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10-19-2013, 11:39 AM
Cheesehead Pred
jwhouk's Avatar
Join Date: Apr 2004
Location: Wisconsin
Country: United States
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Originally Posted by glenngineer View Post
I'd love to see a study or numbers on true top end talent and where it was picked. We get in a tizzy because we never draft high so we can't land top end talent. While it's great to be able to pick top end guys they aren't always top 5 or even top 10 picks.
I can help here.

I've used a metric called ADV (Approximate Draft Value) to measure the relative value of a team's picks over time. Simply put, you take each individual player's career games played, divide it by maximum number of games scheduled for the player's team, and then add up whatever group you want to measure - number one draft picks, groups of picks, whatever. It changes as years go on until it maxes out at 1,760 games (Gordie's record for games played in the NHL). In large groups, ADV comes close to telling you how many NHL-caliber players a team drafts, or how many NHL-caliber players come from a particular part/area of the draft.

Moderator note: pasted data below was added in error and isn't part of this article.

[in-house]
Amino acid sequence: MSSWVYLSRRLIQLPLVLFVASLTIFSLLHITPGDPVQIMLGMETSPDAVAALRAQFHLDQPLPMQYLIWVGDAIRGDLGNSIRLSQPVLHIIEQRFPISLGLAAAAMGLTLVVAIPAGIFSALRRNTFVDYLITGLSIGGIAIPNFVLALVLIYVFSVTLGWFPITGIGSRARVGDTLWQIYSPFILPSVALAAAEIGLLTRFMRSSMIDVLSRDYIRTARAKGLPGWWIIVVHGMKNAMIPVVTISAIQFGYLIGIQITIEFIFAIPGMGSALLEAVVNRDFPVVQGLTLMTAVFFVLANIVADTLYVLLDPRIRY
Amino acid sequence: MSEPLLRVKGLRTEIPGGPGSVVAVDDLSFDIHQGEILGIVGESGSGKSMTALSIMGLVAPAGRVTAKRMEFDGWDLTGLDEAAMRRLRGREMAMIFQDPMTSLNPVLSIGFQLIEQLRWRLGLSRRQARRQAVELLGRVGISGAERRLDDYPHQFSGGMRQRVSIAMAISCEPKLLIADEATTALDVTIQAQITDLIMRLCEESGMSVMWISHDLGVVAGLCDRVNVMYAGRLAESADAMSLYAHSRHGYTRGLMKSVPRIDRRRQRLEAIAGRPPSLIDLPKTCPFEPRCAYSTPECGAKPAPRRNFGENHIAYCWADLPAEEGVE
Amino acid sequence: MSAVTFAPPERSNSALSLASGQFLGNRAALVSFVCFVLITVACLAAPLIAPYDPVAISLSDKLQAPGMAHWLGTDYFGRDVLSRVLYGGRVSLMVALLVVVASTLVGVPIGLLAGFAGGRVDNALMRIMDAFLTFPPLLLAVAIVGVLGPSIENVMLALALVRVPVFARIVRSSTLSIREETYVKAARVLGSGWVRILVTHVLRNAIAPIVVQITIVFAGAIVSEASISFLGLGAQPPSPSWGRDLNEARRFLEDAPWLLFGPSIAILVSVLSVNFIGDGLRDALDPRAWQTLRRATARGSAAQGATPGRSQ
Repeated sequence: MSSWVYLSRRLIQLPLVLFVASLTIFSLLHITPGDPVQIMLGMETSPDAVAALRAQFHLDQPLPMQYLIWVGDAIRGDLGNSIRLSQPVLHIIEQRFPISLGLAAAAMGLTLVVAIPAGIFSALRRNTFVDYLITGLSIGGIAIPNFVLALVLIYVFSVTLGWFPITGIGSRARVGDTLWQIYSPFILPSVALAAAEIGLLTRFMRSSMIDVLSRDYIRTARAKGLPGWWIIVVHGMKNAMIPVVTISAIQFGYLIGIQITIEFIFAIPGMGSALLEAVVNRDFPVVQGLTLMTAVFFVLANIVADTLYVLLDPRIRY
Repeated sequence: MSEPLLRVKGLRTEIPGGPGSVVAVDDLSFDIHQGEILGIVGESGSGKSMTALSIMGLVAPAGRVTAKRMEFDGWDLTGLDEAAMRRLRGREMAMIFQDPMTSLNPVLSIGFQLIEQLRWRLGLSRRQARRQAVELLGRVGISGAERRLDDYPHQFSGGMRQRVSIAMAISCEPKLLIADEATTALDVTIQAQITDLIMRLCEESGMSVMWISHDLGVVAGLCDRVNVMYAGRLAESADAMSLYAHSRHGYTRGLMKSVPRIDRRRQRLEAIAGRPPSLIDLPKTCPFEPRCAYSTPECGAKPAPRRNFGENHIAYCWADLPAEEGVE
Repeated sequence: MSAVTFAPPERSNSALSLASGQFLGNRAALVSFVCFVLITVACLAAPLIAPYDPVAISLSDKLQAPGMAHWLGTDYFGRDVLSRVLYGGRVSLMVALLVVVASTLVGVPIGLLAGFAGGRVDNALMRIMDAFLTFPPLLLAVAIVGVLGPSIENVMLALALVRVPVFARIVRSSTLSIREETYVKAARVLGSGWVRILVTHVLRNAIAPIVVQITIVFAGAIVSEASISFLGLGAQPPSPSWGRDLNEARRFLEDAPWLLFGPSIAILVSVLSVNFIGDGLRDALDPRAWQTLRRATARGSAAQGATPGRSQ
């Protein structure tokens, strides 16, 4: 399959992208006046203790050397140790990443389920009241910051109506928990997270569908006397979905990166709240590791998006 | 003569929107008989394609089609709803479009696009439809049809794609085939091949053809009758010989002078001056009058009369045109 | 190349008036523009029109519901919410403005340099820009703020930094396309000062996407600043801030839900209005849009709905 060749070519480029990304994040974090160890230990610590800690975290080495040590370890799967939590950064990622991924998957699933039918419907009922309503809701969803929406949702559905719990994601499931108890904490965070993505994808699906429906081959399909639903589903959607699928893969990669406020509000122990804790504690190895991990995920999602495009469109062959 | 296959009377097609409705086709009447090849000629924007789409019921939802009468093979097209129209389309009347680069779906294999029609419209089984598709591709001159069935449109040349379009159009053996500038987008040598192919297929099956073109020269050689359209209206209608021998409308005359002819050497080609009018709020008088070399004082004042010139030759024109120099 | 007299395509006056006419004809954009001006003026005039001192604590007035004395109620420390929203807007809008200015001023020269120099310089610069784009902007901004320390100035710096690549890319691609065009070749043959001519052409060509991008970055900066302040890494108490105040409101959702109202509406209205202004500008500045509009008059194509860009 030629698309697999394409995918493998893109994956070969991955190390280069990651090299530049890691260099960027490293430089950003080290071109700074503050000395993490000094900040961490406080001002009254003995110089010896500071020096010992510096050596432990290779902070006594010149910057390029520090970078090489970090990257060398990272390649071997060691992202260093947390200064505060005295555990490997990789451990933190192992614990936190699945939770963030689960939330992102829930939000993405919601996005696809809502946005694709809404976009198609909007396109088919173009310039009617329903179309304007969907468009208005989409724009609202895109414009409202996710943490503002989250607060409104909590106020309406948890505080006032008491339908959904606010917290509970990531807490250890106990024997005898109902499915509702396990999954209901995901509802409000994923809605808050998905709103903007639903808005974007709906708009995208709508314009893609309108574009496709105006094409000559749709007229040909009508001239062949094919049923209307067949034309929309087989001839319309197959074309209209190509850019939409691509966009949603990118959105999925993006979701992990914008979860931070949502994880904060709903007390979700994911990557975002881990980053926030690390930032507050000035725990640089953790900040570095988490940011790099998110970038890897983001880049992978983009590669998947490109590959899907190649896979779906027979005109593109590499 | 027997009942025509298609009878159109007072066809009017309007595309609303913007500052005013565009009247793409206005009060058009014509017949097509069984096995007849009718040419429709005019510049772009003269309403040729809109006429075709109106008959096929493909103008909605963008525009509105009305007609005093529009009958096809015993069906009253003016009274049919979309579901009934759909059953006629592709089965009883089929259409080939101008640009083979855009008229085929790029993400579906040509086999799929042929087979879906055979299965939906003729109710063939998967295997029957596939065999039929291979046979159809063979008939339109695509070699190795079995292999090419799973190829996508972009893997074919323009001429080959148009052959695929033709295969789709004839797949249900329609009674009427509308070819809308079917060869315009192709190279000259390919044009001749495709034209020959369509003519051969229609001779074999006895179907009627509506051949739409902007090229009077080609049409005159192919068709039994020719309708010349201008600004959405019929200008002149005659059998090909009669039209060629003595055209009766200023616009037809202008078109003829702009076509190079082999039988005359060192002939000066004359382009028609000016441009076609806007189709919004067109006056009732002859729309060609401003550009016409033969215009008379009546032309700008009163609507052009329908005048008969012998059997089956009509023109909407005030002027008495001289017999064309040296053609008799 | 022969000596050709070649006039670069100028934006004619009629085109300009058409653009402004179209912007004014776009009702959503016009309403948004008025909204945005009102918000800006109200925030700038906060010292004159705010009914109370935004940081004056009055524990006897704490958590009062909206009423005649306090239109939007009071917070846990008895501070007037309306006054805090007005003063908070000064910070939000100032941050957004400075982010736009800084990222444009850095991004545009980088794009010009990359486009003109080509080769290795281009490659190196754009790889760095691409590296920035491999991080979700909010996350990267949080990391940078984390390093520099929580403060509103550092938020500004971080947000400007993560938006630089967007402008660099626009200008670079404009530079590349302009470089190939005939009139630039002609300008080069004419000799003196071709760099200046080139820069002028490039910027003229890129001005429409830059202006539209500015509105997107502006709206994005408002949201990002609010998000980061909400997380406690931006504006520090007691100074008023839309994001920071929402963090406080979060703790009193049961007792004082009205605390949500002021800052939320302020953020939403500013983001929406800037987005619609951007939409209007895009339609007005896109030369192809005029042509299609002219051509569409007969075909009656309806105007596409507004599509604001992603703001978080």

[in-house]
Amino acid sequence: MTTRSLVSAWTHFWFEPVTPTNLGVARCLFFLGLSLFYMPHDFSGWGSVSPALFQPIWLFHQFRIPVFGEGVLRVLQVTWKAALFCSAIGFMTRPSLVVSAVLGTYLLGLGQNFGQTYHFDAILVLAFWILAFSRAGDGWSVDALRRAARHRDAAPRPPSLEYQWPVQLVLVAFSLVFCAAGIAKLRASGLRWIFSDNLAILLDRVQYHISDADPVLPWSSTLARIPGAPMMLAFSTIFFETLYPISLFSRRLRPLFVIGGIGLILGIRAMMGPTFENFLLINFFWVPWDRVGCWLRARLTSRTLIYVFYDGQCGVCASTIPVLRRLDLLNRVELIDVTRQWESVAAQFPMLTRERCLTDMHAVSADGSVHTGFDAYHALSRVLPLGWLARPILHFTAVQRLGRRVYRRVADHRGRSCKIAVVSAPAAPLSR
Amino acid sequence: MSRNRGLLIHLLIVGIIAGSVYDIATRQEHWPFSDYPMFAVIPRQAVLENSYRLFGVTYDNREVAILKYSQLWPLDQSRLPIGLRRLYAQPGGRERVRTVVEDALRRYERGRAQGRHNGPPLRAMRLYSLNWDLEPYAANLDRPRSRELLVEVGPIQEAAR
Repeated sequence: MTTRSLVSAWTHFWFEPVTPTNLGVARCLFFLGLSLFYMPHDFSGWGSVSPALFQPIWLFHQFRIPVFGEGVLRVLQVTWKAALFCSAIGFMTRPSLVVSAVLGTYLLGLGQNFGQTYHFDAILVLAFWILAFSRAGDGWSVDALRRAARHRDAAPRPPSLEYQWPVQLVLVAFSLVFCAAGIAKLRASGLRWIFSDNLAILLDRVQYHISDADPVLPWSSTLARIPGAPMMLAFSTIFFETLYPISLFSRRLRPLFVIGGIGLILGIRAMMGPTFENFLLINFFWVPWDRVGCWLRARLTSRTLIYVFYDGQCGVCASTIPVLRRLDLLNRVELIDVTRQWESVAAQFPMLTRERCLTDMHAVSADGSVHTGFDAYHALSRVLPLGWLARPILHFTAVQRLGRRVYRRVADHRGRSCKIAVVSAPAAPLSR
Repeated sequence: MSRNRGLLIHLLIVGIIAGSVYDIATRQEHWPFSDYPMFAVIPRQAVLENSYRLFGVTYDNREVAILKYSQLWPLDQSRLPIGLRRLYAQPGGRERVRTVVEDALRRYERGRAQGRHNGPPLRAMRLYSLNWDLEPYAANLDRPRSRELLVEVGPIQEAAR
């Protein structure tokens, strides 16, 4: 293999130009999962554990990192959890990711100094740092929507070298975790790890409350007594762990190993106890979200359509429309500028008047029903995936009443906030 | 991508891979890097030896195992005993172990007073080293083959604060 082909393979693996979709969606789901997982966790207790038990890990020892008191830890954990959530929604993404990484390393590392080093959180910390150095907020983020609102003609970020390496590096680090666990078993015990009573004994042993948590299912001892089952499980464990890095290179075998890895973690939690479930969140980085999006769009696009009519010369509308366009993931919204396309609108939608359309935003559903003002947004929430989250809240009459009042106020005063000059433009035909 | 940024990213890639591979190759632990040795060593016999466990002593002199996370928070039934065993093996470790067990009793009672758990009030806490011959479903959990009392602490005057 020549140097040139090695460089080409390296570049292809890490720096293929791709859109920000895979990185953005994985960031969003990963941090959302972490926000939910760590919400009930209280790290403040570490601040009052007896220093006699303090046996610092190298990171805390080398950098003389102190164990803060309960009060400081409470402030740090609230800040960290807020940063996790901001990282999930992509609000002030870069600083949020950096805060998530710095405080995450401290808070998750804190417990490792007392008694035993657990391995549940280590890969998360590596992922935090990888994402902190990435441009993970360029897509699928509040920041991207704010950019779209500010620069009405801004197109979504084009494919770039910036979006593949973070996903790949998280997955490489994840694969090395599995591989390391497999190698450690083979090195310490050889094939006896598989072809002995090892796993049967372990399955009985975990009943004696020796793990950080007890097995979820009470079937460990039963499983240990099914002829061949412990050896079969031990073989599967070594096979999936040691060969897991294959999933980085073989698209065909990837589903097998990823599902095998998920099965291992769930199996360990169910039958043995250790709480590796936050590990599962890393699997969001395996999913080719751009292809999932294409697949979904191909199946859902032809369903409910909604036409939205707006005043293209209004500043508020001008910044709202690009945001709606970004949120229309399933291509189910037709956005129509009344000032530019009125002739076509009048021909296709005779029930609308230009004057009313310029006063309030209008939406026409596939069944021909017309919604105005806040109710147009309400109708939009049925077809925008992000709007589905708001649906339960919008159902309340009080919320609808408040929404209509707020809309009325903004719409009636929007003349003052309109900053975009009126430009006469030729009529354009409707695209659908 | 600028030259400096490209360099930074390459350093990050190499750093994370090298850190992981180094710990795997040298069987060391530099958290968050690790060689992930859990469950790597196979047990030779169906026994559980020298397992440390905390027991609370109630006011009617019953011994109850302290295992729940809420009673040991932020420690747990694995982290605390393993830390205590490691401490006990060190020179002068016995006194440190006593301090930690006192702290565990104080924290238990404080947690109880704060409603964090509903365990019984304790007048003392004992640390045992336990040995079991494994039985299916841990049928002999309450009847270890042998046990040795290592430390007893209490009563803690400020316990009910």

The ADV for the top five picks in the draft, between 1998 and 2012, is 49.36.

The ADV of all Predator draft picks, 1998-2012, is 13.93.

Colorado, which has the best draft history in the NHL over the past 25 years, had an ADV of 15.63 since 1998.

The ADV of all number one draft picks, 1998-2012, is 12.10.

In theory, if all we would have had from 1998 to 2012 is number one overall picks, we would have probably had approximately two players less in terms of NHL talent than we actually drafted.

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